I’m in the middle of putting a submission together to have some of my work exhibited at a local coffee shop/art gallery. Its a small series I recently sequenced together while doing some print exchanges with some amazing photographers across the globe (Literally across the globe, I think I actually sent out more international packages than anything else). This afternoon I sat down with the intention to write an artist statement for the pieces I’m submitting.
The whole task of writing artist statements is a new one for me. Before this last year I really just created art to create, and had very vague understandings of my reason for any of it. However, as of late I’ve began diving into the why’s of what I’m doing. If I’m completely honest, I’ve just now began dissecting what it is I’m saying with my work, and what it is that draws me to a scene.
I’ve “successfully” written two other artist statement in the past year. The first was for a photo that will be featured in this falls release of the Film Shooters Collective NSEW vol 3, a collaboration book featuring analog photographers from across the globe. The second was more of an artist intent for the residency Emily & I attended for two weeks in Maine this summer. But even these statements were accomplished with much guided help from my wonderful bride, who in her time as an artist has written countless statements.
I simply share this post to say.. I’m still working through this thing. I’ve found it to be a lot harder than it initially seems. If your in a similar place, know that you’re not alone. And if you haven’t begun pondering on your theories behind your artwork, your reasons for creating, don’t do what I did and wait until you’re drafting the artist statement for a gallery submission.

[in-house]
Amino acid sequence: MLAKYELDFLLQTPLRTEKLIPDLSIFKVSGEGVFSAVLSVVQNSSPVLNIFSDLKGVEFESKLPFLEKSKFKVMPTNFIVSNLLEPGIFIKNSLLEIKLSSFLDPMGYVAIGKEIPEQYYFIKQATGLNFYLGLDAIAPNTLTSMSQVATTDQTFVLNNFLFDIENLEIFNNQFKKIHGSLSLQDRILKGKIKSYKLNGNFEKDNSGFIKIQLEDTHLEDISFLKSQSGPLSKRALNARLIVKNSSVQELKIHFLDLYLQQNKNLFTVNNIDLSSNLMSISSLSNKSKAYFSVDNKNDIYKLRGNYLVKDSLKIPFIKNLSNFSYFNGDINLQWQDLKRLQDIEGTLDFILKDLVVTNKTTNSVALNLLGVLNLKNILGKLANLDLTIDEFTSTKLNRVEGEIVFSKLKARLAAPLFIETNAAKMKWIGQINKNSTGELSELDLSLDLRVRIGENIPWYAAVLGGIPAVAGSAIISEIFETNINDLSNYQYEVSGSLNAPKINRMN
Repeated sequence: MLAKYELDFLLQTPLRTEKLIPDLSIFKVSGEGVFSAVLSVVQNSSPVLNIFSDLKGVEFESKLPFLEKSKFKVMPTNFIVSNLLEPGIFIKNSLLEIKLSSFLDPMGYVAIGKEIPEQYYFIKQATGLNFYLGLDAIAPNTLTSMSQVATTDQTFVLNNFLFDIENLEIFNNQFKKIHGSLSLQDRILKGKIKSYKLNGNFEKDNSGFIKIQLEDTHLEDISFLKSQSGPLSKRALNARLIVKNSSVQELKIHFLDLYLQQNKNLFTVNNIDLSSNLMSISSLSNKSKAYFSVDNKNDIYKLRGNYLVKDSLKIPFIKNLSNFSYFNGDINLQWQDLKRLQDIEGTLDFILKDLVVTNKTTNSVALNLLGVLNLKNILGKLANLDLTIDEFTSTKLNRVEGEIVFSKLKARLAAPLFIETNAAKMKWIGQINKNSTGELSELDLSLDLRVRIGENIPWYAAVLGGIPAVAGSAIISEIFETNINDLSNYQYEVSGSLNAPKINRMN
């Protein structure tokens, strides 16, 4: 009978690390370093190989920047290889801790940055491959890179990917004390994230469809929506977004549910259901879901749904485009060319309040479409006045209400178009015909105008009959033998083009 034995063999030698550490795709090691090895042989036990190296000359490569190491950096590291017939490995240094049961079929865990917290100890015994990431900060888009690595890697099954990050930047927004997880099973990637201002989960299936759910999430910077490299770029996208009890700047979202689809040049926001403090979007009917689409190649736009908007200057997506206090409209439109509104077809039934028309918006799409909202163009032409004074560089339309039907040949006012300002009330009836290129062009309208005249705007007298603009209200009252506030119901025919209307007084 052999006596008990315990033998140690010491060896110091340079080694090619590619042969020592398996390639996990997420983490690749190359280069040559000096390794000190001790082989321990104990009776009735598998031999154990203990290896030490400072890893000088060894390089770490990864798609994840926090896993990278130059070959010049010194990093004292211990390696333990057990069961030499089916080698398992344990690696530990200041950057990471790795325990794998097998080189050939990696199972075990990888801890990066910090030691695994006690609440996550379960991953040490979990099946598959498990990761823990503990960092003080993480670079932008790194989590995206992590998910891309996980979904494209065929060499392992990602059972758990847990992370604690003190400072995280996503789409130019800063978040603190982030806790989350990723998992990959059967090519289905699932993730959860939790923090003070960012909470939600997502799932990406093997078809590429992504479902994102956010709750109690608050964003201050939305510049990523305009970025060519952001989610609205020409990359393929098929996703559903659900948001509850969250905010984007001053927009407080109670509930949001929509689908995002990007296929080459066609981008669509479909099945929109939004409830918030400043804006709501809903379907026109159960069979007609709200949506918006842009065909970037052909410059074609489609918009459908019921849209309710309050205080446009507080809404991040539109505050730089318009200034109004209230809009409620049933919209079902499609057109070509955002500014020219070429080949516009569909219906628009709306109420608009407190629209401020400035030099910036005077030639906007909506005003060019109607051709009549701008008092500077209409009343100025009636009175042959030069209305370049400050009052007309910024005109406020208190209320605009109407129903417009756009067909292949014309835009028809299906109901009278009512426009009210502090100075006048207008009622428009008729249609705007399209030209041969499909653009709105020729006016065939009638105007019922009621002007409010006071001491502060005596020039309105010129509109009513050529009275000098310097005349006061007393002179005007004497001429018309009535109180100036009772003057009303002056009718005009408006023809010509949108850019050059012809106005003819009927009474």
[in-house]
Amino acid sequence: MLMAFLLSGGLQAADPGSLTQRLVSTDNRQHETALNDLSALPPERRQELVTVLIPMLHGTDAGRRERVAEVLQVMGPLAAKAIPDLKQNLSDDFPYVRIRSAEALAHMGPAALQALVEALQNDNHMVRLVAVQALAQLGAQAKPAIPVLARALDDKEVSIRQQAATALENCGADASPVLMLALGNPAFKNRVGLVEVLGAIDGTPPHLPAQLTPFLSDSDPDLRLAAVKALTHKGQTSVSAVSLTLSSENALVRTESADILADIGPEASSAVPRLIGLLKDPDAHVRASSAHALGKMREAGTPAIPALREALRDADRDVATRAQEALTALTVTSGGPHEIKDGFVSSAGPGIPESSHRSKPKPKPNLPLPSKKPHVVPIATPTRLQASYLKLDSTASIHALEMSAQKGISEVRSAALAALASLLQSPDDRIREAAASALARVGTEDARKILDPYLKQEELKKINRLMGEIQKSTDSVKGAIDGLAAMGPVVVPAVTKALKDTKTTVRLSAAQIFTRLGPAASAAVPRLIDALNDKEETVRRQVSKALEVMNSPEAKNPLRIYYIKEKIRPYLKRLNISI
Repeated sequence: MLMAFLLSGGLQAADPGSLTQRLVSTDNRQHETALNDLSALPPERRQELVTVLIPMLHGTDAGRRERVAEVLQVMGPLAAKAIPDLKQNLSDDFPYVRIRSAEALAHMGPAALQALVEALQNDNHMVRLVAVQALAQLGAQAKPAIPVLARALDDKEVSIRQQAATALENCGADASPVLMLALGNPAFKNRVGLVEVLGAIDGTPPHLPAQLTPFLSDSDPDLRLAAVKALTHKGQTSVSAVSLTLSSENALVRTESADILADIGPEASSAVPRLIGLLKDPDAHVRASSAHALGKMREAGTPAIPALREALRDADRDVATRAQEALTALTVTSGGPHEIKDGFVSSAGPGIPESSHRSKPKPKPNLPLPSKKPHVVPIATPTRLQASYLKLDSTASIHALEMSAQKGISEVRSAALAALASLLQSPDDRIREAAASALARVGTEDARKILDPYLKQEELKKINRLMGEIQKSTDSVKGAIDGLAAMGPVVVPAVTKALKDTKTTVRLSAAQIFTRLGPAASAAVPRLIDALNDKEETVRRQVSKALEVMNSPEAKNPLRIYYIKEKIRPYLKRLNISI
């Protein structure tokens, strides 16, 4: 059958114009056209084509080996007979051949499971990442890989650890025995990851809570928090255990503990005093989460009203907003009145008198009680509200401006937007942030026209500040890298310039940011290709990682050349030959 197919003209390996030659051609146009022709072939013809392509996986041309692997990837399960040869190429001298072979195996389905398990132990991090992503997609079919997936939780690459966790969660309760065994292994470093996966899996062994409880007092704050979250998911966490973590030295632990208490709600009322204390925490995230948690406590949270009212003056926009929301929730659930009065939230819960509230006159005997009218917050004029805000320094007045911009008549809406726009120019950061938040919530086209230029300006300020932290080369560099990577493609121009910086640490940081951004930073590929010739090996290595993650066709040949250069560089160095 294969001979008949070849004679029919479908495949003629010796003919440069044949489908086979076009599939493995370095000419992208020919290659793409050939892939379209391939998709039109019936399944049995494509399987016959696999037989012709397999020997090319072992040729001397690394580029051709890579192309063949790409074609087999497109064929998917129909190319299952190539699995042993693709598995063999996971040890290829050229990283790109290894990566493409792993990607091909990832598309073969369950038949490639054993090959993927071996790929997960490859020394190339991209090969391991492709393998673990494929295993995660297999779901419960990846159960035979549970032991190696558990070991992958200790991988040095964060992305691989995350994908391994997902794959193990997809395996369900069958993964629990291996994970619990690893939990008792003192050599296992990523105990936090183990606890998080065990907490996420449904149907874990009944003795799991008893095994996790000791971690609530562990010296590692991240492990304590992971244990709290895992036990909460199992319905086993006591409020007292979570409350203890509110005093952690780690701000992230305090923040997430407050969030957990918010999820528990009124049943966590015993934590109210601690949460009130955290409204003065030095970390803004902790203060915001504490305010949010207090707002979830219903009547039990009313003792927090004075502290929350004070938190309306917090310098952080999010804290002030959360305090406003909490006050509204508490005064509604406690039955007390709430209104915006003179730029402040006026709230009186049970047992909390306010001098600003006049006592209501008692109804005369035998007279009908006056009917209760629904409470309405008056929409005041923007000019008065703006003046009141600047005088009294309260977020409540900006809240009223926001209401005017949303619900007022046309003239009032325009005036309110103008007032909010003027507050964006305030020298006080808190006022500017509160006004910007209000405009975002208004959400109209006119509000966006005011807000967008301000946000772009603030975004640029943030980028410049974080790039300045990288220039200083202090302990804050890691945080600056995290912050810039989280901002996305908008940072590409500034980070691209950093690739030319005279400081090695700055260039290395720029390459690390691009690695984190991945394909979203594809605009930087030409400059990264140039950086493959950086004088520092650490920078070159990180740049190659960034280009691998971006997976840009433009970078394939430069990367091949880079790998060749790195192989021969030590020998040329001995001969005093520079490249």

By the way, if you’ve written an artist statement that your proud of (or not proud of, for that matter), feel free to share it in the comments below! I feel like the more we talk about this stuff in community, the more it helps each other out as artists. Below I’ve shared my statement for the work featured in the book I mentioned above. It applies to much of my street photography photojournalistic artwork.
Being in a generation that is so engulfed in the immediate, as an artist I try to focus on the patience and process of a moment, a gesture or expression. I choose a medium that in it’s very nature demands patience and uncertainty. I find my composition and wait for the story to unfold within its four walls. Ironically, it is the collaboration of my patience within a scene, and the hurriedness of my subject rushing by, that allows the final image. This simple juxtaposition draws me into a moment which will now, forever live in it’s own state of stillness.
I believe in the art of waiting. I am inspired by photographers such as Jay Maisel, Elliot Erwitt, and Saul Leiter who were and are masters of this skill. The quote by Robert Doisneau, “I find the stage and the players will come,” speaks volumes to my process. In an effort to slow down time, I wait.